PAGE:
Menopausal hormone therapy can improve bone health

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According to new study women who experience hormone therapy for menopausal symptoms such as hot flashes can not only boost bone mass, but also can recover bone structure. According to preceding studies, menopausal hormone therapy can have positive impact on bone mineral density.

  The new study established that menopausal hormone therapy also can get better bone mass and structure and that the bone health benefits persist for at least two years following women stop treatment.

 Lead author Georgios Papadakis from the Lausanne University Hospital in Switzerland has conveyed that, when used specifically, in postmenopausal women younger than 60-years-old for whom the advantages outweigh risks, menopausal hormonal therapy is effectual for both the prevention and treatment of osteoporosis.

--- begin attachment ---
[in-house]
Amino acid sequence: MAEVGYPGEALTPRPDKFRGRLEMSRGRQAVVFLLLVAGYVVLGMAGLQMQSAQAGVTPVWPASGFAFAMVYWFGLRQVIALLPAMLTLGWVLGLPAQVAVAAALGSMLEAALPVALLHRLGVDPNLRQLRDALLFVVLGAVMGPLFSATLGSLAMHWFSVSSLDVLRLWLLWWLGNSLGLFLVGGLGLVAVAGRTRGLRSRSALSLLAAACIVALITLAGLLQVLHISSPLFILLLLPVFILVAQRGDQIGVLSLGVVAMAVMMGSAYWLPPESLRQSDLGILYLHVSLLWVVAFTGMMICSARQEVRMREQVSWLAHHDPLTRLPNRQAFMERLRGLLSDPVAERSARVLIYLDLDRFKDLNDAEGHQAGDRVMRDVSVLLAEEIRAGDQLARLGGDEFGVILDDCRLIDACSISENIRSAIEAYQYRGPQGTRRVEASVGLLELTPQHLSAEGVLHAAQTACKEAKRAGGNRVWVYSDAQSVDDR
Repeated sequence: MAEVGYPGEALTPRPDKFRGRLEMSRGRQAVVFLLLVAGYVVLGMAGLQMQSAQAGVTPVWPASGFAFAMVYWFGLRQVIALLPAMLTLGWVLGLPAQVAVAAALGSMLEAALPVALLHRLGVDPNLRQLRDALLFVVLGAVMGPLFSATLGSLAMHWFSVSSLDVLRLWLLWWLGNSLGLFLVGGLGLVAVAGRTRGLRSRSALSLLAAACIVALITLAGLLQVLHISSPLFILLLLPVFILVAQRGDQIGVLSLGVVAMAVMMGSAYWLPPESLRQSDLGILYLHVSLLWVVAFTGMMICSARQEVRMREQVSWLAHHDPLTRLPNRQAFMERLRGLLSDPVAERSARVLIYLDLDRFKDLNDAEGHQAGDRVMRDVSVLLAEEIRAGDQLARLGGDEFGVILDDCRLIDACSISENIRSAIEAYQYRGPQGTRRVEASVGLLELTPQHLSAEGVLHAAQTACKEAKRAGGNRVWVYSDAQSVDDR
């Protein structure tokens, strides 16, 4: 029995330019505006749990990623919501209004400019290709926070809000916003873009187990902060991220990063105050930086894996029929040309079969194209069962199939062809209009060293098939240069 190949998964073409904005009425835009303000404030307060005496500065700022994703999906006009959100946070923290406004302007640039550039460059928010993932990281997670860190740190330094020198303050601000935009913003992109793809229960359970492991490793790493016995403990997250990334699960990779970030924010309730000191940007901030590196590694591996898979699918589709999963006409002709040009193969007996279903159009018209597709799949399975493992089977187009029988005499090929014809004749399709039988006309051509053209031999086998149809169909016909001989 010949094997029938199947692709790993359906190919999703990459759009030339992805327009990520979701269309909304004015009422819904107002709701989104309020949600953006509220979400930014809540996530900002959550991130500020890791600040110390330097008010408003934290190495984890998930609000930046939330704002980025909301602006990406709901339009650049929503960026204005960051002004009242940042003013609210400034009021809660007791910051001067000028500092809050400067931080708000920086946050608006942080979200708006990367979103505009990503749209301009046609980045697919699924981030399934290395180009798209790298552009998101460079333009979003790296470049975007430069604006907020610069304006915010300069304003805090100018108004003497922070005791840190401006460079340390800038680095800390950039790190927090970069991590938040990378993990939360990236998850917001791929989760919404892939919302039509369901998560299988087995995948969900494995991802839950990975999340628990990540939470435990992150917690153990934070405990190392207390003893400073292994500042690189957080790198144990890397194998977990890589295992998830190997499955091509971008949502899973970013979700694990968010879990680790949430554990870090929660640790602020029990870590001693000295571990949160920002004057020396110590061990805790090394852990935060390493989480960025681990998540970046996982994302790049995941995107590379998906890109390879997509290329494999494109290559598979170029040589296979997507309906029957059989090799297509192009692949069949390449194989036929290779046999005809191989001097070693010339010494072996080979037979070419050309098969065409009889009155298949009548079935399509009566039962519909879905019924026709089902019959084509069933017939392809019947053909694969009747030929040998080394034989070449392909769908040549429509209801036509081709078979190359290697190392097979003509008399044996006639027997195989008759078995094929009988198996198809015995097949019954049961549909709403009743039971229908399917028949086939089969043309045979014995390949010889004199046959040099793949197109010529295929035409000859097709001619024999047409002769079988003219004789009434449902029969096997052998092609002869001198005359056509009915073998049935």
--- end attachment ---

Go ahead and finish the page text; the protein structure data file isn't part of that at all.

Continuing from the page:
Osteoporosis is a progressive situation in which bones become structurally weak and are more probable to fracture or break. Menopause, which typically occurs when a woman is in her 40s or 50s, considerably speeds bone loss.

For the study, the players conducted a cross-sectional psychoanalysis on 1,279 women aged 50 to 80. The investigators established superior trabecular bone scores — used to forecast fracture risk in post-menopausal women — in those who used the therapy, compared to women who had never used it.

 Precedent users of the therapy exhibited superior bone mass density and a trend for higher bone microarchitecture values compared to women who had never used menopausal hormone therapy. The researchers’ ahs also further noticed that, the study can help optimise the use of menopausal hormone treatment in menopausal women at risk of osteoporosis.